I’m a biker. Not the scary, outlaw kind … but the middle-aged, empty nest, “always wanted to ride fast and feel the wind” kind. I learned to ride by taking a class at the community college one weekend in June 2009 (yes, clearly not the “I’m cool” kind). When the weather gets warmer and the sun is shining, riding is meditative, spiritual, life-giving and stress releasing. This week I took that kind of ride to meet a pastor for lunch. I had just finished a session with my professional coach in which we were discussing the relationship between leading change in a presbytery and riding a motorcycle. Here are eight rules of riding that can relate to leading change … in a presbytery, a church, or any system.
1. Know how your bike functions.
This is pretty self-evident. Just like you need to know how to use your clutch and whether or not your brakes are integrated, as a leader you need to know how your organization functions. You may want to “customize” it later, but the beginner needs to understand the basics. How to get things going, and how to stop. Slowing down might be easy … just ease up on the accelerator. But, if you need to stop short in a controlled way, that may not be as easy or intuitive. It takes practice. Even five years in, Dwayne and I routinely go to an empty parking lot and practice “skills.”
Some basics come from the owners manual … the structure of the institution, the standard operating procedures (presbytery by-laws or plan of presbytery). Some are not written, but need to be observed and experienced. Who has the power? How do decisions really get made? What do the relationships of this organization look like? These may not be as obvious, but they are still technical knowledge of how things work.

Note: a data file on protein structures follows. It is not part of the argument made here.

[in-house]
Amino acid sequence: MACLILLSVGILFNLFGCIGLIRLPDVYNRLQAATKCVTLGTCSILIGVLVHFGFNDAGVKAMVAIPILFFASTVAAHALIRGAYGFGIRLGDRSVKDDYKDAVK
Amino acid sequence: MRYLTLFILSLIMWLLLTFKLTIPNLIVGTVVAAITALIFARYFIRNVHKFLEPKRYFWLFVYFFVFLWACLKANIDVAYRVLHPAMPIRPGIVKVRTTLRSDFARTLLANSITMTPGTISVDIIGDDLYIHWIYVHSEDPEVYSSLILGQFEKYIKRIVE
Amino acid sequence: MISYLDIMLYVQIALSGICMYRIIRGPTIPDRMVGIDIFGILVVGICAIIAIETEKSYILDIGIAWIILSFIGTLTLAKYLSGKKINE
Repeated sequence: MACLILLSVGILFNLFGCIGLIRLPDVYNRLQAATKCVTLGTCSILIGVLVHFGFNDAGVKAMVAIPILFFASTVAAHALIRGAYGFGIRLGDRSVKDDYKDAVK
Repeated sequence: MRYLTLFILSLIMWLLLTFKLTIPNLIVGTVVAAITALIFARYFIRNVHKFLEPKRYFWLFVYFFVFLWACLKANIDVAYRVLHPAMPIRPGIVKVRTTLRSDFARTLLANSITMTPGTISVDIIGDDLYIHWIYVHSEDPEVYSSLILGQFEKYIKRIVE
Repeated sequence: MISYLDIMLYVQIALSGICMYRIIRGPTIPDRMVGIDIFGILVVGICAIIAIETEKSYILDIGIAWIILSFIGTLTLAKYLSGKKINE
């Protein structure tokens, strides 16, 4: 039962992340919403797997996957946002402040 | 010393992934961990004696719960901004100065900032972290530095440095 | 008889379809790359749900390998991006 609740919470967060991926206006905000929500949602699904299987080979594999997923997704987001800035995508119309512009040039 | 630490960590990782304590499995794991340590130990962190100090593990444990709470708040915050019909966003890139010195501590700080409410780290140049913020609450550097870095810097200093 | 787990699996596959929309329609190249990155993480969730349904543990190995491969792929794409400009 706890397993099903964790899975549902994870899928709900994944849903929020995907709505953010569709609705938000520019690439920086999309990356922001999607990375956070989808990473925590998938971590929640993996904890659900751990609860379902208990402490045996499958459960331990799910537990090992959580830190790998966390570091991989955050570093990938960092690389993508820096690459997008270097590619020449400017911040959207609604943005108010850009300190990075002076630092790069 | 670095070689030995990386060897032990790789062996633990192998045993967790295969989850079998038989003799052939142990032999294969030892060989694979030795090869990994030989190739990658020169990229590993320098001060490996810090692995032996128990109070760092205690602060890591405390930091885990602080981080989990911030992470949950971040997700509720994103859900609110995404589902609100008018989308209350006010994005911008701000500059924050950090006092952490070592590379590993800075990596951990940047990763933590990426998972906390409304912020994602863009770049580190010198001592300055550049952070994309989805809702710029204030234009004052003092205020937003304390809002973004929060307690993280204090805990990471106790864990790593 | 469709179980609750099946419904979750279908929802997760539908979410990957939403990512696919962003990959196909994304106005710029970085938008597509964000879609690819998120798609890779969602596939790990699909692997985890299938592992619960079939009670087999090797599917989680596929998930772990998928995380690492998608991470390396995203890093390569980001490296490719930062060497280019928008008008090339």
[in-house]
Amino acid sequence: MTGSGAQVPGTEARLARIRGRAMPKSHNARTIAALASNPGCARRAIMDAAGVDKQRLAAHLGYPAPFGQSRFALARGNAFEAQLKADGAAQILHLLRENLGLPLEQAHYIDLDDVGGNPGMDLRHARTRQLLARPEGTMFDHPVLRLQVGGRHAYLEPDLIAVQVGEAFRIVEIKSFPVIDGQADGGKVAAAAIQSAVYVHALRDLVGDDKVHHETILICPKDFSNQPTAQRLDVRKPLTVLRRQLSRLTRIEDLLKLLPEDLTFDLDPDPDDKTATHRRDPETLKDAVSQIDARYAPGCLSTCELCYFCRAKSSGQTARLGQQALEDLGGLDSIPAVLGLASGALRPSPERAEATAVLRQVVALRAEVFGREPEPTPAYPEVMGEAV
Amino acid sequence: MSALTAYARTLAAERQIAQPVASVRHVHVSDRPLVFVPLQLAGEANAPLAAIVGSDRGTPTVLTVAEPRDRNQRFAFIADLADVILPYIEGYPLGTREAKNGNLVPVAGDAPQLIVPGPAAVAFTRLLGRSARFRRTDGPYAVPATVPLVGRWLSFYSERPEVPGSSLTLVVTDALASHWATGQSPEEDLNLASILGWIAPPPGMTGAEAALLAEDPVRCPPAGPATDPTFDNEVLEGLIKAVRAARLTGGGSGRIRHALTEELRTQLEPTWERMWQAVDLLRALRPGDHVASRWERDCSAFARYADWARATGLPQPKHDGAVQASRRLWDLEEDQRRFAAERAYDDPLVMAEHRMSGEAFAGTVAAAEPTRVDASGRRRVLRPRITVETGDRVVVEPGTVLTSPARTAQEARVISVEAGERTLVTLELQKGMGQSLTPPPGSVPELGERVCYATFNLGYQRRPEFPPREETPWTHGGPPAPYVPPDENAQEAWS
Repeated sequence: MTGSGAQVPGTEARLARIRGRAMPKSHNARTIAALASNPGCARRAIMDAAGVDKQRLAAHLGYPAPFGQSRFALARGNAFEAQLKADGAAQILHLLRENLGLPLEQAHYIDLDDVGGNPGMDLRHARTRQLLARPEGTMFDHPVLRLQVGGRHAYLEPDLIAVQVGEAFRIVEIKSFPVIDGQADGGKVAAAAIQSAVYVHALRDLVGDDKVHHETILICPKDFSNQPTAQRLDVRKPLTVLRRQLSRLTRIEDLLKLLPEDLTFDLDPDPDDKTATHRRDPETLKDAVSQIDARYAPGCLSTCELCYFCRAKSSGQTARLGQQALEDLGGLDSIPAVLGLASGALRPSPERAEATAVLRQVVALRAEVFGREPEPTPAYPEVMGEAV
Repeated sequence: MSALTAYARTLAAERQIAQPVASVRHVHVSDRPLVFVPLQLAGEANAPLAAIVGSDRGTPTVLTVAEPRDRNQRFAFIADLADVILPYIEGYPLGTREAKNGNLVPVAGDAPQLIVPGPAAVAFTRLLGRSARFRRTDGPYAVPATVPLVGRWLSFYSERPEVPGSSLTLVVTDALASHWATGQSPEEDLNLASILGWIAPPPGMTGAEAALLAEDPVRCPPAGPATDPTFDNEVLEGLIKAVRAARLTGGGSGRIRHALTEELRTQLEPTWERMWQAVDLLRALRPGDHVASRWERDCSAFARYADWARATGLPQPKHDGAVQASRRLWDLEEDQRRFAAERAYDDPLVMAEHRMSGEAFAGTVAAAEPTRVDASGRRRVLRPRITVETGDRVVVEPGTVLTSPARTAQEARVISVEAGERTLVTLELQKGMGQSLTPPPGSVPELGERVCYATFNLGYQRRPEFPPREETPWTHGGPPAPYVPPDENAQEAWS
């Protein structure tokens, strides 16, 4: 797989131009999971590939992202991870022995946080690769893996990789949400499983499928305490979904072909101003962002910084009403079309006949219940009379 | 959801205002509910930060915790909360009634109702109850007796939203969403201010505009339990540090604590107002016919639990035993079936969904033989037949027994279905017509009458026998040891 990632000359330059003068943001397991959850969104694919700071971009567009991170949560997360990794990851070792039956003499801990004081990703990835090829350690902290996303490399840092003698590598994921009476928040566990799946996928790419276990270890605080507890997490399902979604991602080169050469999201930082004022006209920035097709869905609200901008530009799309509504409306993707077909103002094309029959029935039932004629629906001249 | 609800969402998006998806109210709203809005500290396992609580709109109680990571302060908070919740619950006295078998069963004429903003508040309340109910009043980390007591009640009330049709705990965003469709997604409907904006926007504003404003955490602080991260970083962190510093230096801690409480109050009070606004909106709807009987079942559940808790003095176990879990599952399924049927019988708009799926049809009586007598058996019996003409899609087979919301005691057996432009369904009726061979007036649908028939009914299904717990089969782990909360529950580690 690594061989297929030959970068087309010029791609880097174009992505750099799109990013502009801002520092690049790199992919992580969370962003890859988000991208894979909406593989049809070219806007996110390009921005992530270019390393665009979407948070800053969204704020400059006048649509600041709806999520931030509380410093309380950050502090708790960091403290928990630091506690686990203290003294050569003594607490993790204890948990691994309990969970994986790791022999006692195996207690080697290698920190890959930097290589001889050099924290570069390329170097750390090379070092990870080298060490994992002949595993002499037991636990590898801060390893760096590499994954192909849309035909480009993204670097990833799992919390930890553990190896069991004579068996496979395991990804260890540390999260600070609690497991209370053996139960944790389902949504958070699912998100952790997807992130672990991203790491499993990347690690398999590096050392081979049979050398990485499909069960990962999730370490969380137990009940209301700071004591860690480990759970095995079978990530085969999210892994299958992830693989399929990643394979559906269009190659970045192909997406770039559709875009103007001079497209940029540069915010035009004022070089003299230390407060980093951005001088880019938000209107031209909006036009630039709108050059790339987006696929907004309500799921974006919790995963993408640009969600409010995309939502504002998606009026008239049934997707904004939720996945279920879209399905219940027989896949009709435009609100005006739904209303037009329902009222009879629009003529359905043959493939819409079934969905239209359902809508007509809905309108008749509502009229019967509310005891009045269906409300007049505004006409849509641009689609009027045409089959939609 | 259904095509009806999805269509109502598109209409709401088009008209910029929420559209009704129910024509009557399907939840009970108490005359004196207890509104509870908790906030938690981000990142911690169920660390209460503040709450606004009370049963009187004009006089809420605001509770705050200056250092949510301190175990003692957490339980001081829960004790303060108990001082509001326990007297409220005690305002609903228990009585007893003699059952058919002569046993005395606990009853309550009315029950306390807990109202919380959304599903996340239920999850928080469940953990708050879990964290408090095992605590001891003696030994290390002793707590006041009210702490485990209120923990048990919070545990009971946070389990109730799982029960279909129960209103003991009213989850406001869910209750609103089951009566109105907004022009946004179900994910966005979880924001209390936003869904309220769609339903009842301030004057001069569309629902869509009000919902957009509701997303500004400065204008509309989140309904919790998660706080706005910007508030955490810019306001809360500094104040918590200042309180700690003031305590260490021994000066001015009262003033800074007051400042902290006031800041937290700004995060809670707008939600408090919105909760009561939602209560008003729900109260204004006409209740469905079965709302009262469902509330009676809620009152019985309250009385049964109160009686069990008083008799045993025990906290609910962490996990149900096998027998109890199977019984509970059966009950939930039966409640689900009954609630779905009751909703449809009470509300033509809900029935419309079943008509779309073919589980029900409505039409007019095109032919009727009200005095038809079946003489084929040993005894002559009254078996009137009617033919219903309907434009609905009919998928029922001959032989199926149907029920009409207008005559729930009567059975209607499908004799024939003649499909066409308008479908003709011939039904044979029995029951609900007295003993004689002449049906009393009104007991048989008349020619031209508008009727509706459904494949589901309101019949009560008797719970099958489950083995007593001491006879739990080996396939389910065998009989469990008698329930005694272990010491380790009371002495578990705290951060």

2. Know your own capabilities.
Every biker has their own skill level. There are things we do well, there are things we don’t handle as well. Every bike, too, has its own capabilities. No matter how skilled a rider you may be, you’re not going to make your Yamaha 250 perform like a Road King. I learned this the hard way.
I ride a Yamaha V-star 950. I call her JoJo DeMoto. She’s a basic “tommy blue” cruiser with some touring features as add-ons, including foot pads. My husband, Dwayne, rides a BMW R1200GS. It’s a sport bike with some added touring features (like cruise control). When we do long rides, he, generally, takes the lead. I like it that way. On Labor Day weekend 2010, we were riding through the hill country of Texas on a scenic route between San Antonio and Austin. We had just passed through the town of Boerne when we came to a particularly windy section of road. One particular curve (later we learned it’s dubbed “dead-man’s curve”) was quite a bit tighter than it appeared to us. Dwayne and “The Beemster” (yes, I named his bike, too) were able to negotiate the curve using the gifts and skills they brought with them — a higher center of gravity, the ability to look through the curve. I followed using the same speed and approach. JoJo scraped her left foot pad against the pavement as we leaned into the turn. And, well … the Boerne police later cited me for “driving an unsafe speed.” It was a safe speed for Dwayne and the Beemster, but, clearly not safe for JoJo and me. I lost control and spun the bike into the gravel, dirt, and grass … I broke my shoulder and damaged my biker pride. (I wrote about it in “The Myth of Control” a few months later)